We often see Anaplan Connect scripts created ad-hoc, as new actions are added, or updating existing scripts with these new actions. This works when there is a limited number of imports/exports/processes/etc. running, and when these actions are relatively quick. However, as a models and actions scale up and grow in complexity, this solution can become very inefficient. Either scheduling dozens of scripts, or trying to manage large, difficult to read scripts.
I prefer to design for scale from the outset. My solution utilizes batch scripts that call the relavant Anaplan Connect script, passing the action to run as a variable. There are a couple ways I've accomplished this: dedicate a script to execute processes and pass in the process name, or pass in the action type (-action, -export, etc.) and name as the variable. I generally prefer the first approach, but you want to be careful when creating your process that it doesn't become so large that it impacts model performance. Usually, I will create a single script to perform all file uploads to a model, then run the processes. In my implementations, I've written each Anaplan Connect script to be model specific, but you could pass the model ID as a variable as well.
To achieve this, I create a "controller" script, that calls the Anaplan Connect script, which would look something like this:
@echo off for /F "tokens=* delims=" %%A in (Demand-Daily-Processes.txt) do ( call "Demand - Daily.bat" %%A & TIMEOUT 300) pause
This reads from a file called Demand-Daily-Processes.text, reads a line which contains the name of the process as it appears in Anaplan, e.g.,
Load Master Data from Data Hub ... Load Transactional Data from Data Hub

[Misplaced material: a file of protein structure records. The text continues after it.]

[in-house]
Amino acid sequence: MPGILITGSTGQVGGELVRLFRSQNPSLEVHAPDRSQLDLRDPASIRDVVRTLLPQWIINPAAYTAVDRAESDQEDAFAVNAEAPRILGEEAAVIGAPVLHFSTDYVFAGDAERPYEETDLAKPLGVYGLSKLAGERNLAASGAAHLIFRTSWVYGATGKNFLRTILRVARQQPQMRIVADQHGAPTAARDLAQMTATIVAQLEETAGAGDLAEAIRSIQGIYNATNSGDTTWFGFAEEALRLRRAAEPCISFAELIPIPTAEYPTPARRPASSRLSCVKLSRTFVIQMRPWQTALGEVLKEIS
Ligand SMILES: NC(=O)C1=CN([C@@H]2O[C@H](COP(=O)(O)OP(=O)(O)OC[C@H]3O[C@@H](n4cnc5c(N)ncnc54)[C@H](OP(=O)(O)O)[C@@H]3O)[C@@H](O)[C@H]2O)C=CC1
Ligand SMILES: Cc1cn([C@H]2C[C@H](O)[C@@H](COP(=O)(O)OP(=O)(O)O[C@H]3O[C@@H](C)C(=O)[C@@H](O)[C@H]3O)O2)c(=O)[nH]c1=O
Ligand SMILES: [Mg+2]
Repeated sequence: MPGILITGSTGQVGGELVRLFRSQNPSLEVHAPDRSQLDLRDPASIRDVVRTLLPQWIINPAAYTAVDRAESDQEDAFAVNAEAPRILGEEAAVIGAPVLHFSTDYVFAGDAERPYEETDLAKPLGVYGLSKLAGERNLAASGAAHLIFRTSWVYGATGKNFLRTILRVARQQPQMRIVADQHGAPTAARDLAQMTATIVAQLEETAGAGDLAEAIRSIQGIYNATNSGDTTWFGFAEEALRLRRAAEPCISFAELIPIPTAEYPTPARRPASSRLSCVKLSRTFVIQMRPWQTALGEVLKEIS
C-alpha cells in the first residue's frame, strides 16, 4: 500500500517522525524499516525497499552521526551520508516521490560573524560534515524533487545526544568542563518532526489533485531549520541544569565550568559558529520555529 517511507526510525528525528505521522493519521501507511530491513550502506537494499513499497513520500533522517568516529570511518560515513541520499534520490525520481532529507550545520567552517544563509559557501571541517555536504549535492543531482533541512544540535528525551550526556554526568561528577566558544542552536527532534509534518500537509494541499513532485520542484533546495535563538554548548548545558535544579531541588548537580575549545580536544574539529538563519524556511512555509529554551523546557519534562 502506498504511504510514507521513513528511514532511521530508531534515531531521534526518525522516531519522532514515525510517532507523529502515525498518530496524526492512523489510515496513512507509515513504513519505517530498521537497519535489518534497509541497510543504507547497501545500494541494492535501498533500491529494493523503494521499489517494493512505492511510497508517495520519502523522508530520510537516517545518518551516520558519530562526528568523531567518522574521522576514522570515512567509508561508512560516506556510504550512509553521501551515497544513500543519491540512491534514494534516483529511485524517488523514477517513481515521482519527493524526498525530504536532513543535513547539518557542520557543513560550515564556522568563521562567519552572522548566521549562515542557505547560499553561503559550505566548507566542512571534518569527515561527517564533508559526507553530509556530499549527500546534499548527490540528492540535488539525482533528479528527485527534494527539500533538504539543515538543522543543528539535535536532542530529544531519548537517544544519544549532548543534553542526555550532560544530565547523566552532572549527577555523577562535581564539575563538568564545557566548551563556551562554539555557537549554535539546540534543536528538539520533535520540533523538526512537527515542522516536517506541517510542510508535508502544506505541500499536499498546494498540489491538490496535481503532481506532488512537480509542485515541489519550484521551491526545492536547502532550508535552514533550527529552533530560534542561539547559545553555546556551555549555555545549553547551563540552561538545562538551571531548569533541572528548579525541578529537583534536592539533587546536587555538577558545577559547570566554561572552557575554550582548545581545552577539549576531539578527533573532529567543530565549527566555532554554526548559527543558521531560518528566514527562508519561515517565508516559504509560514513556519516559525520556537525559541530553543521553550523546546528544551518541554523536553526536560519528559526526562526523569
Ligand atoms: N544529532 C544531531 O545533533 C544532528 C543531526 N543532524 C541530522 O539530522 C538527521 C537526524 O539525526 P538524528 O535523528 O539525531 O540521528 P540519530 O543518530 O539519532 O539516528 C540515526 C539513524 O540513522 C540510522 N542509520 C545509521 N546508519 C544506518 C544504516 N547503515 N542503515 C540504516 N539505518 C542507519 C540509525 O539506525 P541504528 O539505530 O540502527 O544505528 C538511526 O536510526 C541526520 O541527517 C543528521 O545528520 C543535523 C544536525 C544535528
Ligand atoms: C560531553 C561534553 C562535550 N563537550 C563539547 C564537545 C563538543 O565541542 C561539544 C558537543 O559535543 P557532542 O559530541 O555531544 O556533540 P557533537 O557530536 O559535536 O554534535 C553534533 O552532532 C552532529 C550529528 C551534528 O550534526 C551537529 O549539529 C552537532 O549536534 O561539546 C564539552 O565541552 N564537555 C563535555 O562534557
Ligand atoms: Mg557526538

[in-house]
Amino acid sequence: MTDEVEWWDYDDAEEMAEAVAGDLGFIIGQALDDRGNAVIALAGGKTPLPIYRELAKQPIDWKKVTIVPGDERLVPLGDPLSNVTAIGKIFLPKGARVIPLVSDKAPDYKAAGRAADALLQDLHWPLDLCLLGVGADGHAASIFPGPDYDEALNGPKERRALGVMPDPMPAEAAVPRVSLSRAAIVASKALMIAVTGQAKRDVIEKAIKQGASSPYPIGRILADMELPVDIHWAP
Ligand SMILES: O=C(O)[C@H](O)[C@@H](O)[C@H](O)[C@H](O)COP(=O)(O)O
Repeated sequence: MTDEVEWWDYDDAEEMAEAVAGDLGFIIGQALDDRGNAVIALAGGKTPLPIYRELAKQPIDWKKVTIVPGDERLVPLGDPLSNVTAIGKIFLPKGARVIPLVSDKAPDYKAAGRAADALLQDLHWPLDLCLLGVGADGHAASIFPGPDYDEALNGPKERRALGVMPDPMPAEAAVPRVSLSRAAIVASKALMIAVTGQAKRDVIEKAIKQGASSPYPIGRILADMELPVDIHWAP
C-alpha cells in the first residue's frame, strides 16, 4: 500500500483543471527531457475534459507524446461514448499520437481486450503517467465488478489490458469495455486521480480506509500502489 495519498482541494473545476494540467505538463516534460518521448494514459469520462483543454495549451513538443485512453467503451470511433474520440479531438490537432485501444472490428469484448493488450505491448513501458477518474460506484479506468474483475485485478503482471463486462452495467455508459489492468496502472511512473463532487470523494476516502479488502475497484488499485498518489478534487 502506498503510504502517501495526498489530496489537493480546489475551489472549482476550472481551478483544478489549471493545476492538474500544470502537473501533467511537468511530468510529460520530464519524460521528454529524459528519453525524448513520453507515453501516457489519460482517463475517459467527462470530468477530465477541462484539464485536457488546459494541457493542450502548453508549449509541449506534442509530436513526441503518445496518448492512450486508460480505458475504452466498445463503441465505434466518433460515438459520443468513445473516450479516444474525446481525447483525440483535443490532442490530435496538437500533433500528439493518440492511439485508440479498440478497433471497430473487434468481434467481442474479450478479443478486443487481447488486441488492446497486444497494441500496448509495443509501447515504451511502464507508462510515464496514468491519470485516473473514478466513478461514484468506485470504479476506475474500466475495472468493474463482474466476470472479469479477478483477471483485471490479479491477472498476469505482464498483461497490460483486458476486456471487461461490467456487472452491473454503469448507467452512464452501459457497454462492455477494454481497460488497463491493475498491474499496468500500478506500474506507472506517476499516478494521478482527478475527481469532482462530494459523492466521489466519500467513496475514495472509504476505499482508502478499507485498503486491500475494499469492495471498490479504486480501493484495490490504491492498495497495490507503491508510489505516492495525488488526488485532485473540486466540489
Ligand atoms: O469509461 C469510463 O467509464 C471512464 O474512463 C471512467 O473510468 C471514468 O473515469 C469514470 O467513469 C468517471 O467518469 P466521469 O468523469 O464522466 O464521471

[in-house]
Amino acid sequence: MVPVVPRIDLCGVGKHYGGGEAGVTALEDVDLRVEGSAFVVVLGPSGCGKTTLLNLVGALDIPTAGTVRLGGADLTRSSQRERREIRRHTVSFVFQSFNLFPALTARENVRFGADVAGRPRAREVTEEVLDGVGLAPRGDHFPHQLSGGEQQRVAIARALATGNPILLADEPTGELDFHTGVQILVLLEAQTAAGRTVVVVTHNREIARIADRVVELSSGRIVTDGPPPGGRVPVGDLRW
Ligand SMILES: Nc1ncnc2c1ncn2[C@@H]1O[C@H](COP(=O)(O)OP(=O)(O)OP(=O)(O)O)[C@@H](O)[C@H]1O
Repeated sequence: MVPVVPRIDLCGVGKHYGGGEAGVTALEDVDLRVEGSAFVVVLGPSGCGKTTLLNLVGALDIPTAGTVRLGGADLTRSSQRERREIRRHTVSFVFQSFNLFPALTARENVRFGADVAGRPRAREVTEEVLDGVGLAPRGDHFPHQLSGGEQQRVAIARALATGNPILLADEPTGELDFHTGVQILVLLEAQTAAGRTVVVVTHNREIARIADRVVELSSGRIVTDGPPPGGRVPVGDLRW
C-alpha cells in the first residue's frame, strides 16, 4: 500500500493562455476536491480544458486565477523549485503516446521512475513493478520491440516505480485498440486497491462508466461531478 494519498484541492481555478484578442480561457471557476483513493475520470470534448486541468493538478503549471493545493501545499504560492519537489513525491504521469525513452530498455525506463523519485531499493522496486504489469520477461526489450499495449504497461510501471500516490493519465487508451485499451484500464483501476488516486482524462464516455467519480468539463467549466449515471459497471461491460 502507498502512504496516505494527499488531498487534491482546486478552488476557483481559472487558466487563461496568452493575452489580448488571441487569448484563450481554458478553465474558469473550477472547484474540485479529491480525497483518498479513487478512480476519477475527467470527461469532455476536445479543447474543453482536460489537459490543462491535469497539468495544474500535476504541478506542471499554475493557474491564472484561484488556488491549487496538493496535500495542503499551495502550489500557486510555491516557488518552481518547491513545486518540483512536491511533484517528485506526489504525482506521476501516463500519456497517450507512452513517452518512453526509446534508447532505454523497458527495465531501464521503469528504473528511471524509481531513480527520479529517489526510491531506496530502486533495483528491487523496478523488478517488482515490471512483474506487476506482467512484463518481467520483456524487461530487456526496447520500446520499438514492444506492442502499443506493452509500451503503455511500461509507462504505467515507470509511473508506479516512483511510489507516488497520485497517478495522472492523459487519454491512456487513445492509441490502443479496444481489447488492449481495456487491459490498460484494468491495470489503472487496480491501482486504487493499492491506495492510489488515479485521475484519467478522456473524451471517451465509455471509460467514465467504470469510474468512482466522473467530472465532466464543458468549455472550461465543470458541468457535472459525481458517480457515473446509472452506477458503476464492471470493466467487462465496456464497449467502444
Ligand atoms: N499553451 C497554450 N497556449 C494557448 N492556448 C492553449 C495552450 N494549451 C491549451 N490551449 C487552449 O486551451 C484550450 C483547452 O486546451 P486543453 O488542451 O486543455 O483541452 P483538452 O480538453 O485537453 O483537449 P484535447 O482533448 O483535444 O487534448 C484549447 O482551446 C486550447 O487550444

Then it calls the Anaplan Connect, passing this name as a variable. Once the script completes, the controller waits 300 seconds before reading the next line and calling the AC script again. This timeout is there to give the model time to recover after running the process and prevent any potential issues executing subsequent processes.
The Anaplan Connect script itself looks mostly as it does, except in place of the process name, we use a variable reference.
@echo off set AnaplanUser="" set WorkspaceId="" set ModelId="" set timestamp=%date:~7,2%_%date:~3,3%_%date:~10,4%_%time:~0,2%_%time:~3,2% set Operation==-certificate "path\certificate.cer" -process "%~1" -execute -output "C:\AnaplanConnectErrors\<Model Name>-%~1-%timestamp%" rem *** End of settings - Do not edit below this line *** setlocal enableextensions enabledelayedexpansion || exit /b 1 cd %~dp0 if not %AnaplanUser% == "" set Credentials=-user %AnaplanUser% set Command=.\AnaplanClient.bat %Credentials% -workspace %WorkspaceId% -model %ModelId% %Operation% @echo %Command% cmd /c %Command% pause
You can see that in place of declaring a process name, the script uses %~1. This tells the script to use the value of the first parameter provided. You can set to 9 variables this way, allowing you to pass in workspace and model IDs as well. This also creates a timestamp variable with the current system time when executed, then uses that and the process name to create a clearly labled folder for error dumps. eg. "C:\AnaplanConnectErrors\Demand Planning-Load Master Data from Data Hub-dd/mm/yyyy time".
By using this solution, as you add processes to your model, you can simply add them to the text file (keeping them in the order you want them executed), rather than editing or creating batch scripts. Additionally, you need only schedule your controller script(s), making maintenance easier still.